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Spice 346 "Flat Broke"
Blaze 671 "supersonic soap dish"
Supernova 395 "dolly the sheep"


Posted By: iGRF
Date Posted: 03 Oct 17 at 10:04pm
Originally posted by mozzy


Originally posted by Sam.Spoons

Assuming the tide slackens across the whole course? No windshifts? And they were sailing at exactly the same speed? B would have to take avoiding action to avoid hitting A (still on Starboard)?

Spot on! A would hold a 1 metre is lead and B would have to avoid. 


Agreed, but then B could still short tack, onto the starboard layline and force A behind and round first

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Posted By: A2Z
Date Posted: 03 Oct 17 at 10:14pm
Originally posted by Sam.Spoons

Sorry Doug, I was trying to answer mozzy's 'supplementary question' Smile Not sure I have the answer right but based on 'conveyer belt' theory?
This conveyor belt theory. Why is it assumed all boats drift downtide at the speed of the current?  Isn't that like assuming all boats can run downwind at windspeed?


Posted By: mozzy
Date Posted: 03 Oct 17 at 10:22pm
Originally posted by A2Z

Originally posted by Sam.Spoons

Sorry Doug, I was trying to answer mozzy's 'supplementary question' Smile Not sure I have the answer right but based on 'conveyer belt' theory?
This conveyor belt theory. Why is it assumed all boats drift downtide at the speed of the current?  Isn't that like assuming all boats can run downwind at windspeed?
All boats do drift down tide at the speed of the current. Unless you're sailing them through the water. In which case they will move in a direction over land which is the sum of those two vectors (the tide and the sailing).

Trust me, when the wind drops to nothing, and the tide is flushing out the harbour, all the boats, 49er to oppie, all drift out the harbour with equal hopelessness! 


Posted By: Sam.Spoons
Date Posted: 03 Oct 17 at 10:38pm
In a flat calm that must the case (well actually won't they drift slightly slower than the tide due to air resistance)? TBF that might slow them by a fraction of a knot........ "Pedant's rule OK?"

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Spice 346 "Flat Broke"
Blaze 671 "supersonic soap dish"
Supernova 395 "dolly the sheep"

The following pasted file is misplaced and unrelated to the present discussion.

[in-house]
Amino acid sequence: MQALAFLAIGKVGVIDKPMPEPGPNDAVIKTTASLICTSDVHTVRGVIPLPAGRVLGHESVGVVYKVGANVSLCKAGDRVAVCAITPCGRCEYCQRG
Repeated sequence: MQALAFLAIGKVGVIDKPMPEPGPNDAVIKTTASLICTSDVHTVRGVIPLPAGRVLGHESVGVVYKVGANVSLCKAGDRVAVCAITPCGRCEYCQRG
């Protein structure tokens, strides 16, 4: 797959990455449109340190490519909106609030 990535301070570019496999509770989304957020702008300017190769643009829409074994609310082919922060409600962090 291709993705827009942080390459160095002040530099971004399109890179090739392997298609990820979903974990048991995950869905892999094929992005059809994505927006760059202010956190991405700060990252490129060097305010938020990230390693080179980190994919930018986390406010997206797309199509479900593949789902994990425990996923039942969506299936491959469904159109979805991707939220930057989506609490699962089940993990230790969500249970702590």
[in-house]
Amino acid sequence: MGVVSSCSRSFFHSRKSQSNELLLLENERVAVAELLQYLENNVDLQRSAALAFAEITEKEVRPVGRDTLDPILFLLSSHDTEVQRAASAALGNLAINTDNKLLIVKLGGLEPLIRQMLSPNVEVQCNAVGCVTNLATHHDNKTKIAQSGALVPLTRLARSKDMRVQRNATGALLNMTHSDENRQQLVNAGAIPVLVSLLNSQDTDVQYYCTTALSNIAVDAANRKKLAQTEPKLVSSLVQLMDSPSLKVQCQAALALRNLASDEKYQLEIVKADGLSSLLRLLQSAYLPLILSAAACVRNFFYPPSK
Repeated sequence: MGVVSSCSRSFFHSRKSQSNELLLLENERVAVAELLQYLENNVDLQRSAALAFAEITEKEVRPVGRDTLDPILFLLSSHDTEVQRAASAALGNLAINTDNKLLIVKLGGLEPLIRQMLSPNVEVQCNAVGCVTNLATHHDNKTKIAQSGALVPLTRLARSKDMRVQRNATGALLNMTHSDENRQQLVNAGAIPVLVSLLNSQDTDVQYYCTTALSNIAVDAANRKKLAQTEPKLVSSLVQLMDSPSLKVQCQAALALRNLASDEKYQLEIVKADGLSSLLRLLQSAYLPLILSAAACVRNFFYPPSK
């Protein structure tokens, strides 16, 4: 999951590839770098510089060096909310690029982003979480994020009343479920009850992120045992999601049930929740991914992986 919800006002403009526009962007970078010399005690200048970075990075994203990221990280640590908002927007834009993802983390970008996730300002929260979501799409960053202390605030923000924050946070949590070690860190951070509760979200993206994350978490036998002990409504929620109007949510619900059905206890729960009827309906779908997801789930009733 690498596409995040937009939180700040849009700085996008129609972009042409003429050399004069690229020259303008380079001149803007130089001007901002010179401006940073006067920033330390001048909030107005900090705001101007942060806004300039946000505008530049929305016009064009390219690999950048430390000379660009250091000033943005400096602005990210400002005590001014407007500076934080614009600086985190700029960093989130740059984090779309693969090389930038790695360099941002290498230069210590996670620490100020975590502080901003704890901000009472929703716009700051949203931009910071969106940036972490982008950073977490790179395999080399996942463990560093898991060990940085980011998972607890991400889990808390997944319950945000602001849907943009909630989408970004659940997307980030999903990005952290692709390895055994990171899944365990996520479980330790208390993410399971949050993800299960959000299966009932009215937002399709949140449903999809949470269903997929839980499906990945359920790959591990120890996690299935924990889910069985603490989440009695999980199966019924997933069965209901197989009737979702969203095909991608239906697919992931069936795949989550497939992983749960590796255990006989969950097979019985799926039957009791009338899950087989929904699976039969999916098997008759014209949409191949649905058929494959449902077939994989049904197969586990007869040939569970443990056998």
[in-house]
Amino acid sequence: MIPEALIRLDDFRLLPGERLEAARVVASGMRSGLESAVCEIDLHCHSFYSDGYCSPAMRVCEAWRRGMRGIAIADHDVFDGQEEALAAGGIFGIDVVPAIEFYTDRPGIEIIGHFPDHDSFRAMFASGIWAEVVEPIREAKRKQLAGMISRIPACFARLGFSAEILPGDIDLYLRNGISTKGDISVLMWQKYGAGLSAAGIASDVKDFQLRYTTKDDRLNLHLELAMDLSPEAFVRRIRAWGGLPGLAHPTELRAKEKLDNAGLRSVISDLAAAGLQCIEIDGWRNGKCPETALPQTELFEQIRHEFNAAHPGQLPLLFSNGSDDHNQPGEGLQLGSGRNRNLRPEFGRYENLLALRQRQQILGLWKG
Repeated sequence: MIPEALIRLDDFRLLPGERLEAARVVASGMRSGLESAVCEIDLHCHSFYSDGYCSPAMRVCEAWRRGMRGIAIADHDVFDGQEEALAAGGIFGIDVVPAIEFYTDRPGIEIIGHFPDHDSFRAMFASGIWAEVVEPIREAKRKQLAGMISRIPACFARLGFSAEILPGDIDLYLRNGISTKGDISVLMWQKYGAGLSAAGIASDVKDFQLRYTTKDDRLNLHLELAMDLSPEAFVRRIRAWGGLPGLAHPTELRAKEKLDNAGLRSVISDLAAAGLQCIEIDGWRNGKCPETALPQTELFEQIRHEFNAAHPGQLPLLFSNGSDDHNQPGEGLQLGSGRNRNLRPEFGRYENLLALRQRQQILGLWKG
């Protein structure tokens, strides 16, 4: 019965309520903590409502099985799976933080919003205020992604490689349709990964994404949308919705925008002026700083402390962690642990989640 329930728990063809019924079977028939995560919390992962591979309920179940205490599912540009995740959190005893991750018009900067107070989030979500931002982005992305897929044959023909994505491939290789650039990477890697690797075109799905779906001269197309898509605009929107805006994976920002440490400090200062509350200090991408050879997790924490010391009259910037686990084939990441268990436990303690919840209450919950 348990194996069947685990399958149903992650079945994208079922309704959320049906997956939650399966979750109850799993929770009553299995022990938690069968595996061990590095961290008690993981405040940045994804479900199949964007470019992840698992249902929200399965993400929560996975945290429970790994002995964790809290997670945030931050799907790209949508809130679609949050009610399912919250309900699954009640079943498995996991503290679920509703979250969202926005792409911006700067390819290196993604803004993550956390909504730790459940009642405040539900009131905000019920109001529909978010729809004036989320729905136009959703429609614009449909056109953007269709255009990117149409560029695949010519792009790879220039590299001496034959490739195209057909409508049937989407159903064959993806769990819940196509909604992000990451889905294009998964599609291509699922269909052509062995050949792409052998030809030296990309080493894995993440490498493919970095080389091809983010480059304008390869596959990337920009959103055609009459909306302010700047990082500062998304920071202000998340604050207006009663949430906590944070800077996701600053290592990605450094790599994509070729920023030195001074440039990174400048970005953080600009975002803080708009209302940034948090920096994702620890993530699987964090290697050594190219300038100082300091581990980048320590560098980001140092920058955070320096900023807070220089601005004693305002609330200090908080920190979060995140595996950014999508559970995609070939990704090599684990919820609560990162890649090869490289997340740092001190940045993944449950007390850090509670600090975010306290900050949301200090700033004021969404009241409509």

Posted By: A2Z
Date Posted: 03 Oct 17 at 10:51pm
As a pondie I'm clueless but intrigued.
Boats aren't rigidly attached to the water, the water flows past and hydrodynamic forces are imparted.  I can't see why they should be the same regardless of the type of boat, in which case I can't see why they drift off at the same (current) speed. Therefore, if not all boats slip at 1.5kts in the example above, the winning tactics might not always be the same?


Posted By: 423zero
Date Posted: 04 Oct 17 at 7:25am
They don't, amount of boat in water, plus wind resistance, handicap fleet, different boats react differently.


Posted By: sargesail
Date Posted: 04 Oct 17 at 7:41am
But the wind resistance is just the gaseous fluid motion bit of the vector.

In a flat calm the rate of drift is the same.  Seen it in the Cherbourg Race couple of years ago.  Heaps of different boats drifting together.  Possibly you could have assessed that the much heavier ones had momentum and took longer to start drifting the other way when the tide turned.

Or that might have been the beer we were drinking for breakfast..... 


Posted By: Sam.Spoons
Date Posted: 04 Oct 17 at 8:49am
Surely, in a flat calm, as soon as the boat starts to drift with the current an apparent wind equal to the speed of the current will be generated? E.g. in a 3 knot tide with no actual wind (as measured by an anchored boat) any boat drifting with the current will feel a 3 knot breeze?

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Spice 346 "Flat Broke"
Blaze 671 "supersonic soap dish"
Supernova 395 "dolly the sheep"


Posted By: mozzy
Date Posted: 04 Oct 17 at 9:35am
Sam, I take your point, but if you really want to be a pedant, then wind resistance moving a boat through the water = sailing. To be totally becalmed in tide, the true wind would need to have an equal vector to the tide, to cancel out (i.e same direction and strength). I.e wind felt on the water is zero = flat calm. 

All boats are affected the same by tide, here is why: